Here's a great article by Mette Ivie Harrison: How To Write Romance (in Fantasy), published in OSC's Intergalactic Medicine Show. I think it's particularly appropriate to your question because it focuses on romances as subplots, romance combined with other elements.
Harrison starts out by rejecting "category romance" and obiquitous mishandlings of fictional romance. She has many valuable suggestions, but at the core, she suggests that a compelling romance should have:
- Characters who, while they may have deep flaws, are also deeply good (because romance relies on the characters being sympathetic to the reader).
- Characters who have a unique need for each other - but not dependence. Each one elevates the other in some (possibly unexpected) way; that drives home the romance. But if one character can't live or function without the other, the relationship becomes a pathetic one which doesn't gain a reader's respect.
In terms of plot, she suggests these elements:
- An external obstacle - the major thing keeping the two characters apart. She writes:
As a writer, you should set up the world at the beginning that would make it difficult for the two characters to fall in love and get married. Then the rest of the novel is playing this out, and you as a writer have to figure out the way out of the pit along with the characters and the reader.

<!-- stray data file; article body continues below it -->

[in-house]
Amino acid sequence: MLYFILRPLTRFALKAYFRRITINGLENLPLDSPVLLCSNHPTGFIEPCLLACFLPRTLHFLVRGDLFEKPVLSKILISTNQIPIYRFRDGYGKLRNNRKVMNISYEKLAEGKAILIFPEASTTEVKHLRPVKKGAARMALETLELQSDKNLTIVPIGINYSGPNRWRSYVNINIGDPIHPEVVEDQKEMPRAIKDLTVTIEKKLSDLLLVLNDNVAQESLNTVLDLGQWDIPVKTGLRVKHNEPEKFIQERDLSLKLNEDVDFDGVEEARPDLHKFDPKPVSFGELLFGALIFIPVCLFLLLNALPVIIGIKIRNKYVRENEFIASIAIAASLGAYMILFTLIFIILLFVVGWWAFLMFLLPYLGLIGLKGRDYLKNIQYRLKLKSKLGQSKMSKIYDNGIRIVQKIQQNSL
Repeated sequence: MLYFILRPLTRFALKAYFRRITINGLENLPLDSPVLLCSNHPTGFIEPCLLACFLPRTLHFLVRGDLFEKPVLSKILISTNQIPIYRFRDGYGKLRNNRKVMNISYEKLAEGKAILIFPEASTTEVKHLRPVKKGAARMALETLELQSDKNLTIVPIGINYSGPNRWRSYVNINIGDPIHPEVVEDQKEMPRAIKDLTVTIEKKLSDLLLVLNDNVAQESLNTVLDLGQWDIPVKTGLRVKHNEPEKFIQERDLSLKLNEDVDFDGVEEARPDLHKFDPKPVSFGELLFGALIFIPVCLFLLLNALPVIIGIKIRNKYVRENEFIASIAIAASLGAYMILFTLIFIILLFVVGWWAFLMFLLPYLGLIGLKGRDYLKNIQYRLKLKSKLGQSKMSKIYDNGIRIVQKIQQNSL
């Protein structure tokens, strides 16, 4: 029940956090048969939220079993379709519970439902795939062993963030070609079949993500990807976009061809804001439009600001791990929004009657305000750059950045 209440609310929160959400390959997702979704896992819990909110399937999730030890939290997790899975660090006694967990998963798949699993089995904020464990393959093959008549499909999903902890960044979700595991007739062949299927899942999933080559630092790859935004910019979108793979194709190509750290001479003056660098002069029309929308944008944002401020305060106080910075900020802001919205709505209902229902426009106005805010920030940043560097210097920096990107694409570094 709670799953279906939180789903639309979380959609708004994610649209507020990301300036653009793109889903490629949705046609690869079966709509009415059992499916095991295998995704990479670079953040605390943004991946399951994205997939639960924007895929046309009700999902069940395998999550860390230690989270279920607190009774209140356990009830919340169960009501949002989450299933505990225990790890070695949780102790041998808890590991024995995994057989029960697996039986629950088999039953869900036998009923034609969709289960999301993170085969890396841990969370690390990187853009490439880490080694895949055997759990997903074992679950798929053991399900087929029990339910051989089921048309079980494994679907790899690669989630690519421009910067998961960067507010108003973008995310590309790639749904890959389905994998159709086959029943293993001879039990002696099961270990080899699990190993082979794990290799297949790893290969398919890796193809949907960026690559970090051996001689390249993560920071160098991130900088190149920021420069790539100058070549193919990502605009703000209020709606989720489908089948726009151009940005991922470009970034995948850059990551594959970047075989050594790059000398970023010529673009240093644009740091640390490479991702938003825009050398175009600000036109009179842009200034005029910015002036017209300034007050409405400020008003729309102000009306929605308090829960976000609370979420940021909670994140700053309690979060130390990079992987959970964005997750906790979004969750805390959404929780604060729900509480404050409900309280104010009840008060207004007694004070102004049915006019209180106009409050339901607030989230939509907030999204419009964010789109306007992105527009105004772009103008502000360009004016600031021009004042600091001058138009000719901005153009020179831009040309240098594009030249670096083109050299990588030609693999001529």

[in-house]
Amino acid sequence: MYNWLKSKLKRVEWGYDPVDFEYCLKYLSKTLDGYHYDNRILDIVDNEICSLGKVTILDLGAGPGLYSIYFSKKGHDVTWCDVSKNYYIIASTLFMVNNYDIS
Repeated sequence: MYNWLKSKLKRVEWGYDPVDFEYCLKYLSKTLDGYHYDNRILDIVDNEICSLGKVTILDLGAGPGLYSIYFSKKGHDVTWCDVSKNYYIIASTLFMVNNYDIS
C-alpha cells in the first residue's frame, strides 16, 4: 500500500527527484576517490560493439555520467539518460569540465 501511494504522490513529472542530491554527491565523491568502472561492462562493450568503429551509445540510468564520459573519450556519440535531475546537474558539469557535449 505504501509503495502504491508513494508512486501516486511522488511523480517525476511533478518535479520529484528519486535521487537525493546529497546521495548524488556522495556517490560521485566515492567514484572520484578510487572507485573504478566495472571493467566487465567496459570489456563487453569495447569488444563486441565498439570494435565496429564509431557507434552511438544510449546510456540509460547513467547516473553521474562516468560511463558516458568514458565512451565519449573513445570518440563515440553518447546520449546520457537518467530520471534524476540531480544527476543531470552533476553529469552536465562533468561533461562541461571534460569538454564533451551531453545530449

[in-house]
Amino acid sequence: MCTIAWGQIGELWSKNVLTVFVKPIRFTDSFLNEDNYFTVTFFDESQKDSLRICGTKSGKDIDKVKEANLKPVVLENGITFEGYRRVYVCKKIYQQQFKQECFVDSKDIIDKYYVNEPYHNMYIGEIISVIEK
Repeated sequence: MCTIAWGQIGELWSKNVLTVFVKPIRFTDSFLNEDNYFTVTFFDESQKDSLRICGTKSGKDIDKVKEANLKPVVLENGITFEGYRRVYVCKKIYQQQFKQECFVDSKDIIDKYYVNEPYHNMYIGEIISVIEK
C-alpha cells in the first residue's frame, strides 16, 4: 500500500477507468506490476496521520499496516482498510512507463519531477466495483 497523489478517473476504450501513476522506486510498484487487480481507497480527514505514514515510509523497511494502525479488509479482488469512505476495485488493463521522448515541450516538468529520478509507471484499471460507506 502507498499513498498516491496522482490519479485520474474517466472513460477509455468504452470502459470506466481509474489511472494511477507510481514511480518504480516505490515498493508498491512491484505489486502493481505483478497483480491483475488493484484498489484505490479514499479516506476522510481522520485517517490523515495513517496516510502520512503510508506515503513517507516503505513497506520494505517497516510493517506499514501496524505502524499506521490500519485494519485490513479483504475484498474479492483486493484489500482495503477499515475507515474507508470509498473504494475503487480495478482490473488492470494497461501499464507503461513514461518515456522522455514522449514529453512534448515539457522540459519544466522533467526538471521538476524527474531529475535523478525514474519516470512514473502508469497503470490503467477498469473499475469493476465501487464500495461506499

- Having the main characters make mistakes; this is the stuff of drama and tragedy, which gives weight to your characters and story.
- Sacrifice, similarly, is the classic way to portray monumental choices and character development. It's a great capstone to a story, cementing life choices in a focused dramatic decision. Harrison writes:
I think this sacrifice needs to be on both sides for me to love the romance. If the sacrifice is unequal, I always end up wondering if in a couple of months, one of the couple will decide it wasn't worth it, after all.
The entire article is well worth reading. (She uses many examples from Pride and Prejudice, which is even more well worth reading.)